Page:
The Lincoln Children’s Zoo isn’t so little anymore.

On Friday, the zoo will open part of an expansion that doubles the size of the zoo and transitions it from a seasonal zoo to a year-round one.

The expansion marks the debut of giraffes and tigers at the zoo. It also adds a 28-foot-high indoor climbing playground that shares a glass wall with spider monkeys, a marquee exhibit for red pandas, an animal show amphitheater and a new entrance.

“It’s all about conserving nature, about caring, about community,” said zoo Director John Chapo as he unsuccessfully fought off tears of joy. “This is just a crescendo for my 33 years and the biggest thing for the zoo since it opened.”

The 8-acre project was announced in 2018 and grew in scope as fundraising exceeded the zoo’s expectations. It began a year ago with an $18 million price tag, which swelled to $24 million thanks to a surge in donations, including the zoo’s first individual donations of more than $1 million.

A play-in stream will be complete within the next few weeks, an education building will open this summer and a cafe between the tiger and giraffe buildings will open this fall. Even more projects will come in 2020.

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John Chapo, president and CEO of the Lincoln Children’s Zoo, feeds giraffes Phoebe and Allie in the new giraffe barn. The enclosure, at 8,600 square feet, is the largest piece of the zoo’s overhaul. It will allow visitors to feed the tall creatures on any given day.

Initially cut from the plans, a cheetah habitat with a straightaway sprinting lawn, a giant anteater exhibit, a playground that extends over the outdoor giraffe yard and an event lawn with a permanent stage will all come next year.

Initially cut from the plans but now scheduled to open next year: a cheetah habitat with a straightaway sprinting lawn, an exhibit with giant anteaters, a playground that extends over the outdoor giraffe yard and an event lawn with a permanent stage.

Friends and family of zoo employees got a sneak peek of the new area Thursday afternoon. At least two children paused to thank Chapo.

“Thank you for putting the new animals here,” said an elementary-aged boy wearing a fighter pilot jacket. Another, a teenage girl with her mom, said, “This is amazing, thank you.”

The zoo consulted with community members throughout the planning process, asking for input from such groups as the Lincoln Children’s Zoo Moms Panel.

Sarah Christianson, ambassador of the 11-member panel, praised the zoo for including them.

“It’s a huge honor to feel like the zoo is coming to us,” she said. “Everything that they have come up with has been phenomenal.”

Zoo visitors won’t have to search for the new additions. They will be the first things they see when they pass through a new entrance. The zoo’s previous entryway now serves as a gateway connecting the old Lincoln Children’s Zoo with its addition.

The new entryway promises that guests will be greeted immediately by animals. Small critters will be waiting by the front gates with an animal handler. Then, just a few feet inside the gates, red pandas will walk along a log tube arching overhead, connecting the species’ two habitats.

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Spider monkeys claim a high perch at the Lincoln Children’s Zoo. The monkeys are just a glass wall away from a jungle-themed indoor play space for children.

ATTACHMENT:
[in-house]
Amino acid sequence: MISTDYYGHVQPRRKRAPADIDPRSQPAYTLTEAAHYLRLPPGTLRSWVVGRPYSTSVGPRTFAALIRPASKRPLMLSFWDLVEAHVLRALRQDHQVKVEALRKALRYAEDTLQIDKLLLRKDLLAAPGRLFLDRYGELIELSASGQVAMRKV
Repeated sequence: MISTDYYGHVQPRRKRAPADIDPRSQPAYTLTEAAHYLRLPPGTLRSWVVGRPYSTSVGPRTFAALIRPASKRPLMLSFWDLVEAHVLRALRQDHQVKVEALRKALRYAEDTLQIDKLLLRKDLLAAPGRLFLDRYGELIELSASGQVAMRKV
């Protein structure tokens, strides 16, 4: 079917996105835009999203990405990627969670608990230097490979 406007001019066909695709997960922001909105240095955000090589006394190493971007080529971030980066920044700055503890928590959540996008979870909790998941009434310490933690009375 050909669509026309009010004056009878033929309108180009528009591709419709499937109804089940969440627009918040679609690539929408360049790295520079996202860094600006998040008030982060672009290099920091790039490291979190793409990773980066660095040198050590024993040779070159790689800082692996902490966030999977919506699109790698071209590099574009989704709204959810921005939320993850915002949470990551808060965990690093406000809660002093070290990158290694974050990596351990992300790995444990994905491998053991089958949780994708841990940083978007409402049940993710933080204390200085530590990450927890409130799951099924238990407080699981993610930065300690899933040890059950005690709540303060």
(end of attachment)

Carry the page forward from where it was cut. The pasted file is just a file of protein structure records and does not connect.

The largest addition is an 8,600-square-foot giraffe building with a companion yard outdoors. No matter where the animals are on a given day, zoo visitors will be able to feed giraffes romaine lettuce leaves. A bundle with one large, one medium and one small leaf of lettuce costs $3, or $5 for twice the lettuce.

Nearby, Sumatran tigers Axl and Kumar, who were born at the San Diego Zoo Safari Park, will lounge in a run-through stream or jump up on a Jeep that is half inside and half outside the exhibit, separated by thick glass.

Sometime soon, after the tigers have acclimated to their new home, zookeepers will organize a tiger-tug-of-war with a tiger on one end of a mesh fence and zoo visitors on the other side.

“It might take a few Husker players” to beat just one tiger, said Kim Jacobson, lead tiger keeper.

As part of the project, the zoo repurposed an old Works Progress Administration building that previously housed the city’s Parks and Recreation offices. It had been an aviary. Now it houses a jungle-themed indoor play place where kids can share a glass wall with spider monkeys.

About half of the indoor play place is adult-sized so parents can weave through with young children and get an up-close glimpse of the spider monkeys.

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The new area also includes the Wild Kingdom Theater, an amphitheater for flying bird shows with macaws and hawks, plus shows with mammals new to the zoo, including sloths, porcupines, anteaters and a lemur-like raccoon relative called a kinkajou.

Shows also will include animals already at the zoo, such as an African serval cat and an alligator. In the future, giraffe training also may be held at the amphitheater.

Construction on the 2019 additions will continue throughout the year, but zoo visitors shouldn’t have much contact with work crews.

The area in development is off in one corner of the zoo and doesn’t redirect or block access to any attractions.

Now that the first part of the zoo’s expansion is ready to debut, the gravity of the accomplishment has hit Chapo. It’s the first time in 33 years, he said, that he has cried at the zoo.

“That’s why I get up in the morning,” he said. “I want (kids) to care, I want them to be our stewards for tomorrow. That’s why I do what I do. I love that energy here.”

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